beyond the limits of the terrestrial atmosphere, but the waters which float in the atmosphere, and are separated by it from those upon the earth, the waters which accumulate in clouds, and then bursting these their bottles, pour down as rain upon the earth. For, according to the Old Testament representation, whenever it rains heavily, the doors or windows of heaven are opened (Genesis 7:11-12; Psalm 78:23, cf. 2 Kings 7:2, 2 Kings 7:19; Isaiah 24:18). It is in (or with) the upper waters that God layeth the beams of His chambers, from which He watereth the hills (Psalm 104:13), and the clouds are His tabernacle (Job 36:29). If, therefore, according to this conception, looking from an earthly point of view, the mass of water which flows upon the earth in showers of rain is shut up in heaven (cf. Genesis 8:2), it is evident that it must be regarded as above the vault which spans the earth, or, according to the words of Psalm 148:4, "above the heavens."

(Note: In Genesis 1:8 the lxx interpolates καὶ εἶδεν ὁ Θεὸς ὅτι καλόν (and God saw that it was good), and transfers the words "and it was so" from the end of Genesis 1:7 to the close of Genesis 1:6 : two apparent improvements, but in reality two arbitrary changes. The transposition is copied from Genesis 1:9, Genesis 1:15, Genesis 1:24; and in making the interpolation, the author of the gloss has not observed that the division of the waters was not complete till the separation of the dry land from the water had taken place, and therefore the proper place for the expression of approval is at the close of the work of the third day.)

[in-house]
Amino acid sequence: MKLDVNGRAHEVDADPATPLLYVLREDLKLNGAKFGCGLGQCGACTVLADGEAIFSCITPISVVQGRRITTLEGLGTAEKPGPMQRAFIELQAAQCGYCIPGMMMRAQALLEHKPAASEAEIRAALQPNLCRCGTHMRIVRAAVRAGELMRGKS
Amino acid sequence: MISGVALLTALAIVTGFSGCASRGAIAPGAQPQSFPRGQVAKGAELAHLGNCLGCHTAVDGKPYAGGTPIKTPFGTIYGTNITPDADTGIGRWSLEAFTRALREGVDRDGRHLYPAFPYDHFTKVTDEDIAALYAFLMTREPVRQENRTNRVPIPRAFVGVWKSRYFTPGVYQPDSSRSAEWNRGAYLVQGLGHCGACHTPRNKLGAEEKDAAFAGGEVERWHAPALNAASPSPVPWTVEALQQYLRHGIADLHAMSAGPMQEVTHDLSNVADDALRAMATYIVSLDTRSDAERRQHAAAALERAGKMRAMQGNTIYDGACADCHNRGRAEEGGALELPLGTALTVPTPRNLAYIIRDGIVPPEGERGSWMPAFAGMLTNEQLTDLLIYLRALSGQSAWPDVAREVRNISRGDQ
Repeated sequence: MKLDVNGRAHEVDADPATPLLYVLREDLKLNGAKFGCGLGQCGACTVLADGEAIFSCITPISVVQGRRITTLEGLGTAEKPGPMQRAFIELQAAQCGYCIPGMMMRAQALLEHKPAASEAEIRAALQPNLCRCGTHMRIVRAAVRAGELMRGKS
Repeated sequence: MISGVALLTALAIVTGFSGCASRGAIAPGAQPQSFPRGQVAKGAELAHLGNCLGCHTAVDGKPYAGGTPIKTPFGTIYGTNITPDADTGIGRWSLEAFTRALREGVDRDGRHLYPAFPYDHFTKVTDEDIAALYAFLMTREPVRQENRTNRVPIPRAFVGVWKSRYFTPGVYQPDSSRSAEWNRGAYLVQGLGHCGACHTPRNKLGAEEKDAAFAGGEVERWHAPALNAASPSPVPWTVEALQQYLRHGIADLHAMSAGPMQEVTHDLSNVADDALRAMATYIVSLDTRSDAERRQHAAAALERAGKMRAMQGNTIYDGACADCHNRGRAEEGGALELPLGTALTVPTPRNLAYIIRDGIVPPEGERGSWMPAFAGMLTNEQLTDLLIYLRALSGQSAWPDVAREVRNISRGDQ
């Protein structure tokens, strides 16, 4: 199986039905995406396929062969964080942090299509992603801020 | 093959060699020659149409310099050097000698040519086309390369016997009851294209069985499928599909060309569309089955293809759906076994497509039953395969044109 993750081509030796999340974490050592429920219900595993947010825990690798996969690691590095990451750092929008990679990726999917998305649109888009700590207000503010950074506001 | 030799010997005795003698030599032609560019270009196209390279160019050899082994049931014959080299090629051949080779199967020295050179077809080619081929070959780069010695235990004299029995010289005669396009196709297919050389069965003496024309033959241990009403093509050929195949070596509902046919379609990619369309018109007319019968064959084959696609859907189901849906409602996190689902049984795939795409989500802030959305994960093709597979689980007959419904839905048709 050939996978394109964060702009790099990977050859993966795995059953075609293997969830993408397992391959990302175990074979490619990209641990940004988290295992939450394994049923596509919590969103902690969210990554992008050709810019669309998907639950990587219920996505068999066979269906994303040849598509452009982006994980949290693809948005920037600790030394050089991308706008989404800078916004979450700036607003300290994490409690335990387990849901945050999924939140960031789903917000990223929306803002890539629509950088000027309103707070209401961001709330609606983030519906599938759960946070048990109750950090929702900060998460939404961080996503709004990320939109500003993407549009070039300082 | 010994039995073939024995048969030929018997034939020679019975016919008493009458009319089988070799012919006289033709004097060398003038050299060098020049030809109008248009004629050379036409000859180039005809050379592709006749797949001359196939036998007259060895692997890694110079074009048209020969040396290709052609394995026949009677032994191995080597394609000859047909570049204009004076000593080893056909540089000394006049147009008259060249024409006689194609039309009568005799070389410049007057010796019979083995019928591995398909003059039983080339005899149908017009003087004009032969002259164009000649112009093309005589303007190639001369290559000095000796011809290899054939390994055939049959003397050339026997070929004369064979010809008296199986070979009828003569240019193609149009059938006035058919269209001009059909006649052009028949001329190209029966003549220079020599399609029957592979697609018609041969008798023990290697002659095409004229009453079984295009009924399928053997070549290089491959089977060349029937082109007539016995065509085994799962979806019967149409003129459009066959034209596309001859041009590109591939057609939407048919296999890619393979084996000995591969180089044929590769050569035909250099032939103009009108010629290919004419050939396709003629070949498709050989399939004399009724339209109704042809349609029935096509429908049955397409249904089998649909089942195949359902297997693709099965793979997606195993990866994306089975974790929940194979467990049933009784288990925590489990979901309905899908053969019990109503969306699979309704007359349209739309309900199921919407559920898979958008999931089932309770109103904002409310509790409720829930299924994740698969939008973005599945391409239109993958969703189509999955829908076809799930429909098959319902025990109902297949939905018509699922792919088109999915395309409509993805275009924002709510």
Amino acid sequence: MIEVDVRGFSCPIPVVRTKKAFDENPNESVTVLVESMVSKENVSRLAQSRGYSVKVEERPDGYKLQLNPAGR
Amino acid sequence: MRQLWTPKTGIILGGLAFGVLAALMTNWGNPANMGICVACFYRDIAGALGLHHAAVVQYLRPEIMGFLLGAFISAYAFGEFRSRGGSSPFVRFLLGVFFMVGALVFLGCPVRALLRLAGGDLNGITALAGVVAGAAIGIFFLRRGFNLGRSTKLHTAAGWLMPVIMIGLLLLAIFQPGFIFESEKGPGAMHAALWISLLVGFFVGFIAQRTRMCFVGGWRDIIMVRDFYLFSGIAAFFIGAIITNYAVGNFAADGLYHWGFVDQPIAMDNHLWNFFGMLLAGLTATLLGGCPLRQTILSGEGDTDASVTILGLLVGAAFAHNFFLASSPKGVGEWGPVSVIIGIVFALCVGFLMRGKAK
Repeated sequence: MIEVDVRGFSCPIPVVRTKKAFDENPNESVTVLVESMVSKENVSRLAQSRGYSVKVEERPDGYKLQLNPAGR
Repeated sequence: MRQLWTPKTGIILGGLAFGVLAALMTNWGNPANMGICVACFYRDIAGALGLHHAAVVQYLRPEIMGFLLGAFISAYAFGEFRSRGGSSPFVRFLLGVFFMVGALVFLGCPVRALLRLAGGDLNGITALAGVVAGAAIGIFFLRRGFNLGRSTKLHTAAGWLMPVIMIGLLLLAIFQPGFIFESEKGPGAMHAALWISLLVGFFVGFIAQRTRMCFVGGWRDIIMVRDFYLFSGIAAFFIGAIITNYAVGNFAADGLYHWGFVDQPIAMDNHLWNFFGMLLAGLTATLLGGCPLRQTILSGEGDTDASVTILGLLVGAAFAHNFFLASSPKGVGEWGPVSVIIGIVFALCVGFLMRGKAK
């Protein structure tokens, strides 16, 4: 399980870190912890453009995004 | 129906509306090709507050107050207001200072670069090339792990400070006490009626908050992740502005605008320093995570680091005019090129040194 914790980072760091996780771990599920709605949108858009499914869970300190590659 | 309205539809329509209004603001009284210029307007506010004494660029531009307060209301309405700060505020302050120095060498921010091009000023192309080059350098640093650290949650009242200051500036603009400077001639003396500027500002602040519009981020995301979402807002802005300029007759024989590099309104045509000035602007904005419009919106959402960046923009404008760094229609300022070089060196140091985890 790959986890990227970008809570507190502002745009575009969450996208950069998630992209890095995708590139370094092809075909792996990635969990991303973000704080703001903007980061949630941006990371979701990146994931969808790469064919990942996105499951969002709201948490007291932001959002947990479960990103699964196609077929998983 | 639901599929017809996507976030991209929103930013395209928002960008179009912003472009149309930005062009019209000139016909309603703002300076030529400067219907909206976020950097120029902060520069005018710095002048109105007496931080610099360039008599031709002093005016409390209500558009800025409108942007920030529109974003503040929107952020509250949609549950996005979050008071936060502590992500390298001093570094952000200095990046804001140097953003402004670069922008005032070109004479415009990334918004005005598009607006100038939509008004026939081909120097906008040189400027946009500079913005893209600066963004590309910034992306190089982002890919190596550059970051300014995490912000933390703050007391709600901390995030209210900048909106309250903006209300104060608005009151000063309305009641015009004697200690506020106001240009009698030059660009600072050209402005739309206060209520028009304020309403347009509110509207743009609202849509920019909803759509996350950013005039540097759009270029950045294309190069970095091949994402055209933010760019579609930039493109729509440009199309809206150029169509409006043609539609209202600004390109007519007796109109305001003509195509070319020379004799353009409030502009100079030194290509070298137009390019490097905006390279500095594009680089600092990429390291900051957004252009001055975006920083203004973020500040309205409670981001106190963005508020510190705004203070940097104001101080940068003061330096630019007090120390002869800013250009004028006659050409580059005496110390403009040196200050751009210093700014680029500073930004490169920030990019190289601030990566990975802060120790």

Genesis 1:8 Parallel Commentaries

Treasury of Scripture Knowledge

God.

Genesis 1:5,10 And God called the light Day, and the darkness he called Night. And the evening and the morning were the first day...

Genesis 5:2 Male and female created he them; and blessed them, and called their name Adam, in the day when they were created.

evening.

Genesis 1:5,13,19,23,31 And God called the light Day, and the darkness he called Night. And the evening and the morning were the first day...

Cross References
Genesis 1:7
And God made the expanse and separated the waters that were under the expanse from the waters that were above the expanse. And it was so.

Genesis 1:9
And God said, "Let the waters under the heavens be gathered together into one place, and let the dry land appear." And it was so.